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Most Americans tuning out impeachment noise

WASHINGTON (CNN) -- In Washington this week, the House of Representatives will begin debating articles of impeachment against a sitting president for only the second time in U.S. history.

In this story: Impeachment

The task of presiding over the historic debate will fall upon the shoulders of Rep. Ray LaHood (R-Illinois), who's undecided how he will vote on President Clinton's impeachment.

His constituents aren't offering much input. They did give him quite an earful this weekend at the Stark County Farm Bureau meeting -- asking direct and pointed questions about ethanol, Social Security and anti-trust legislation.

No one mentioned impeachment until LaHood himself broached the subject.

"For me personally, I will be glad when it's over. I am sick of talking about it, sick of hearing about it, and I know that all of you are, too," LaHood said.

Is anyone watching?

Lahood meeting
LaHood, right, speaks with a constituent  

A new CNN/USA Today/Gallup poll reflects similar sentiments nationwide. Only 25 percent of Americans polled said they were following the impeachment hearings closely.

In Washington's Capitol Rotunda on Monday, tourists awed by the nation's history seemed unfazed that perhaps equally important events would take place in very same building on Thursday.

"I don't feel like we have much power here. My representative is Barney Frank [D-Massachusetts], and I don't know what to do. Ask him to be more vigorous in his defense of the president?" said Chris Willemsen, a Harvard graduate student who says she opposes impeachment.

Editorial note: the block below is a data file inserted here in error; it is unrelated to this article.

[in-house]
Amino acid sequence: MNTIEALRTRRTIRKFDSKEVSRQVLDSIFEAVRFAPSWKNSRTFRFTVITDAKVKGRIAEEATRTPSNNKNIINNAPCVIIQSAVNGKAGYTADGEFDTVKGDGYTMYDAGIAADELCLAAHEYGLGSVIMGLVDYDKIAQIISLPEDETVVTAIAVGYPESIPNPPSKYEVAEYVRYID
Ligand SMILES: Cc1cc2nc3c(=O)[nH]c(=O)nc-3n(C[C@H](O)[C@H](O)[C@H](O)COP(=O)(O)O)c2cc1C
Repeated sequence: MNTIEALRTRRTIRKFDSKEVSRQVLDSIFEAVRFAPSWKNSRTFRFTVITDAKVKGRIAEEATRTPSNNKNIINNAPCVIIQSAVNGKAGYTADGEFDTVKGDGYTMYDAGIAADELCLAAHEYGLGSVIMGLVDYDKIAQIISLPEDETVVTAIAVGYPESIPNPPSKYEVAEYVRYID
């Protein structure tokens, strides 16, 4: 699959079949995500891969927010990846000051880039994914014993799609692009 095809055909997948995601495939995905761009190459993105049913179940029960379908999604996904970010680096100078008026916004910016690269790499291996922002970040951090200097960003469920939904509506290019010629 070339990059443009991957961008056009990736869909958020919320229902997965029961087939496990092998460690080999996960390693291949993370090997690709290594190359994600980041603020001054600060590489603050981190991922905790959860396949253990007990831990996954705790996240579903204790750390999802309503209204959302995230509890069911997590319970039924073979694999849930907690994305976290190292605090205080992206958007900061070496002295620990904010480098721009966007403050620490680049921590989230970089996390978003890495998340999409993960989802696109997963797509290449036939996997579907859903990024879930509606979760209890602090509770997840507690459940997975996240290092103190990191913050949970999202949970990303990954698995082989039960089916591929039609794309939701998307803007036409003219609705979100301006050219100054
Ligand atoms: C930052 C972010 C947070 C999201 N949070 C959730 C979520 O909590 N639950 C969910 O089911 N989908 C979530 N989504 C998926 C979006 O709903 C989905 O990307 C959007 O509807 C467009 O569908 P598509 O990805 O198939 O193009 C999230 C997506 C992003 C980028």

Another tourist offered a different opinion.

"I favor impeachment for future generations," said Connie Duffy of Charlotte, North Carolina, as she toured the Rotunda with her son.

But neither those favoring impeachment nor the majority opposed are vigorous in their opinions. Few have called their congressmen or protested in the streets the way many others did during Watergate.

Apathy or common sense?

Such public apathy has baffled journalists and Washington insiders, who have lived and breathed the Lewinsky scandal and ensuing impeachment debate this year.

Nixon impeachment
In the passionate days of 1974, the Watergate scandal brought down Richard Nixon  

Some conclude that people simply don't care.

"I think the main fact simply is that people care more about what happens in their living rooms, their children's classrooms, their doctors' examining rooms," said Steve Roberts of the New York Daily News.

The House is expected to vote on four articles of impeachment alleging President Clinton committed perjury, obstructed justice and abused his power in office. A simple majority on any one of the articles would send the matter to the Senate, where a two-thirds majority is required to remove Clinton from office.

Will 67 Senators vote to impeach Clinton?

"I don't think he's going to get kicked out," said Willemsen, standing before a statue of Andrew Jackson, who himself was censured by Congress in 1834.

Jackson's portrait now adorns the $20 bill.

Correspondents David Ensor and Jeff Flock contributed to this report.


Investigating the President

MORE STORIES:

Monday, December 14, 1998

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